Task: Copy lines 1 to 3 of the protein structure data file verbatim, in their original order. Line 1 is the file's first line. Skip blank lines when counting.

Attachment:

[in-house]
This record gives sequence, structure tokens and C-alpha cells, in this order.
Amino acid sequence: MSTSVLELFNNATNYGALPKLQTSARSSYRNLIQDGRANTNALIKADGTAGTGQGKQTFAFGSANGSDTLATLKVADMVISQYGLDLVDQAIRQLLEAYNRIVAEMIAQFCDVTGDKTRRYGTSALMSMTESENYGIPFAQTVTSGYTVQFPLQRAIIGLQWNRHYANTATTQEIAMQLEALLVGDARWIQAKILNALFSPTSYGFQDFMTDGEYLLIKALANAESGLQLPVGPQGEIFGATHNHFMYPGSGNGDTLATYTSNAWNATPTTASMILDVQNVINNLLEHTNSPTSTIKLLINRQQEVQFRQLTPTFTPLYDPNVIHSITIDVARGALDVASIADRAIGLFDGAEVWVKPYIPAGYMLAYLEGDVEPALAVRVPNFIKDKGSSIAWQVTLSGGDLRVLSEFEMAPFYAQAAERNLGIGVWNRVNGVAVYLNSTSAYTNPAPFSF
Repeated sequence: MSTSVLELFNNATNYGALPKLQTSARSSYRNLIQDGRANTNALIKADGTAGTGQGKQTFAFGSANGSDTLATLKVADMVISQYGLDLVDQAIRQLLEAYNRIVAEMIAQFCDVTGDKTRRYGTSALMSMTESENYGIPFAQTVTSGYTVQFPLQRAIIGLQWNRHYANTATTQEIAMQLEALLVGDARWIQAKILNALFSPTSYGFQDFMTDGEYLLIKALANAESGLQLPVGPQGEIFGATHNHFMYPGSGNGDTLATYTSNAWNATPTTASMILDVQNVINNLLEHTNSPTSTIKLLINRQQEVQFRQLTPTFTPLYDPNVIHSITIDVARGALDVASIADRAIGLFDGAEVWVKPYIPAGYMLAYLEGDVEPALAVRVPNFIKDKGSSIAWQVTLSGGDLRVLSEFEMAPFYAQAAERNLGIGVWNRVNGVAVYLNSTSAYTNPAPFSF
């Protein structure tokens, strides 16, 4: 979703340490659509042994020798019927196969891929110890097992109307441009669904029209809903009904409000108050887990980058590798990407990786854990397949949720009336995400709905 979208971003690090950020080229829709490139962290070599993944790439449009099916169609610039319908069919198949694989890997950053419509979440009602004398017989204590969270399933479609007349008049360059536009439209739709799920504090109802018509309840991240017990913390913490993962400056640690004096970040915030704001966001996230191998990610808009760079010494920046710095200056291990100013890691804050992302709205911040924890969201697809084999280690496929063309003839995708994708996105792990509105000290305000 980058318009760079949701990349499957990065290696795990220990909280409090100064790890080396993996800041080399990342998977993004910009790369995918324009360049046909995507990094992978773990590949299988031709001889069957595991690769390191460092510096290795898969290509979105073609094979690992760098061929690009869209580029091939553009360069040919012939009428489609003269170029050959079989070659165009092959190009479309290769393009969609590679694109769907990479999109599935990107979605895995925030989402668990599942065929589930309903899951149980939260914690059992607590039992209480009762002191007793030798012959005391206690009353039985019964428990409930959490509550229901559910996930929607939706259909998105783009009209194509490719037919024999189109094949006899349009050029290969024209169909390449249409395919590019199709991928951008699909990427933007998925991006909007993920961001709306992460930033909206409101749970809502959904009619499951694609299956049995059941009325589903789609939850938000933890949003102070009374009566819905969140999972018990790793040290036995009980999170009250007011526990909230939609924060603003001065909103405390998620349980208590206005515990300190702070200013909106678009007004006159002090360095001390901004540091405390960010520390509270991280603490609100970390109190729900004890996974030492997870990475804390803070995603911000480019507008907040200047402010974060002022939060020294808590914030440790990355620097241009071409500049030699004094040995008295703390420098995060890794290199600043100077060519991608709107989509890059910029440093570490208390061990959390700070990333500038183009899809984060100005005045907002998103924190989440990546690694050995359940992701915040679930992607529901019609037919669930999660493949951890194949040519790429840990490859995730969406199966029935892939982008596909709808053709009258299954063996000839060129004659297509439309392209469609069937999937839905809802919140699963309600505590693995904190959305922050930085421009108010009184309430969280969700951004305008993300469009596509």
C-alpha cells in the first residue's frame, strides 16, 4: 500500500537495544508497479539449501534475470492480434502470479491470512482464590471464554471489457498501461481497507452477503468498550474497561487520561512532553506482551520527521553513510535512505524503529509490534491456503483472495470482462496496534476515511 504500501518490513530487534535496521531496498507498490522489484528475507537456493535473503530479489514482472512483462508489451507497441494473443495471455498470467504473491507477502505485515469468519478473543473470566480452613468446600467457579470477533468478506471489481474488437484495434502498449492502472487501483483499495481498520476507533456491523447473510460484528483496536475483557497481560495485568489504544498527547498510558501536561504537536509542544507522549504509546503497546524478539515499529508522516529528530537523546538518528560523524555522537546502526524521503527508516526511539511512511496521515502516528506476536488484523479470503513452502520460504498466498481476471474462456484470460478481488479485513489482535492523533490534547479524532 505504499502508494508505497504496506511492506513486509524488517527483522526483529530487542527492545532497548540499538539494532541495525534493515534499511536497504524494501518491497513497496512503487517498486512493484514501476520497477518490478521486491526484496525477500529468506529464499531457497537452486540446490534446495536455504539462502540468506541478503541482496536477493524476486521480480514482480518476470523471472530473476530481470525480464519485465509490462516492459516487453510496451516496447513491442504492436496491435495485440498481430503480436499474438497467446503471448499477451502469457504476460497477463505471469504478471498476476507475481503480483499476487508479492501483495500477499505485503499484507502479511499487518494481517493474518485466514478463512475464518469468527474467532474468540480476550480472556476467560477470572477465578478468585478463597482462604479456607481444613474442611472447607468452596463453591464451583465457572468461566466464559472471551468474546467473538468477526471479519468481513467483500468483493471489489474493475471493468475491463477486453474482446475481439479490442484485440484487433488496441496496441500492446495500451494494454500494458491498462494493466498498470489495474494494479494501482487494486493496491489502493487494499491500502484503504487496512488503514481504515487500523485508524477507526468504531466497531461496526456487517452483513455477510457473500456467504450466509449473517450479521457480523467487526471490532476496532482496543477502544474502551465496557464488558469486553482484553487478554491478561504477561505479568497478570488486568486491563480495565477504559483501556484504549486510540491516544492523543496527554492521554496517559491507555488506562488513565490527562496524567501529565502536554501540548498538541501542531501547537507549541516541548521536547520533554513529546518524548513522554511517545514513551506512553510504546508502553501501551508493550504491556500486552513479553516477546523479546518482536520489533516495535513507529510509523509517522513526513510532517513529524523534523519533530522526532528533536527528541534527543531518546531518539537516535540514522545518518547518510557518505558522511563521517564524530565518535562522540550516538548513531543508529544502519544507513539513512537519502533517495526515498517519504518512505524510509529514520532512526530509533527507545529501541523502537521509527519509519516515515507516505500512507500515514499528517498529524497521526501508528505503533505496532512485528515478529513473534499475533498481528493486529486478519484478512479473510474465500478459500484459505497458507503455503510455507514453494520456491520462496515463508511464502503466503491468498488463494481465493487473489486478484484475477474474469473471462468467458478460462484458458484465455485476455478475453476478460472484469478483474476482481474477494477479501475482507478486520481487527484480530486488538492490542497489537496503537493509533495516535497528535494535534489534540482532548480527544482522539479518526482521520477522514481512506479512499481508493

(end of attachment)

[in-house]
This record gives sequence, structure tokens and C-alpha cells, in this order.
Amino acid sequence: MSTSVLELFNNATNYGALPKLQTSARSSYRNLIQDGRANTNALIKADGTAGTGQGKQTFAFGSANGSDTLATLKVADMVISQYGLDLVDQAIRQLLEAYNRIVAEMIAQFCDVTGDKTRRYGTSALMSMTESENYGIPFAQTVTSGYTVQFPLQRAIIGLQWNRHYANTATTQEIAMQLEALLVGDARWIQAKILNALFSPTSYGFQDFMTDGEYLLIKALANAESGLQLPVGPQGEIFGATHNHFMYPGSGNGDTLATYTSNAWNATPTTASMILDVQNVINNLLEHTNSPTSTIKLLINRQQEVQFRQLTPTFTPLYDPNVIHSITIDVARGALDVASIADRAIGLFDGAEVWVKPYIPAGYMLAYLEGDVEPALAVRVPNFIKDKGSSIAWQVTLSGGDLRVLSEFEMAPFYAQAAERNLGIGVWNRVNGVAVYLNSTSAYTNPAPFSF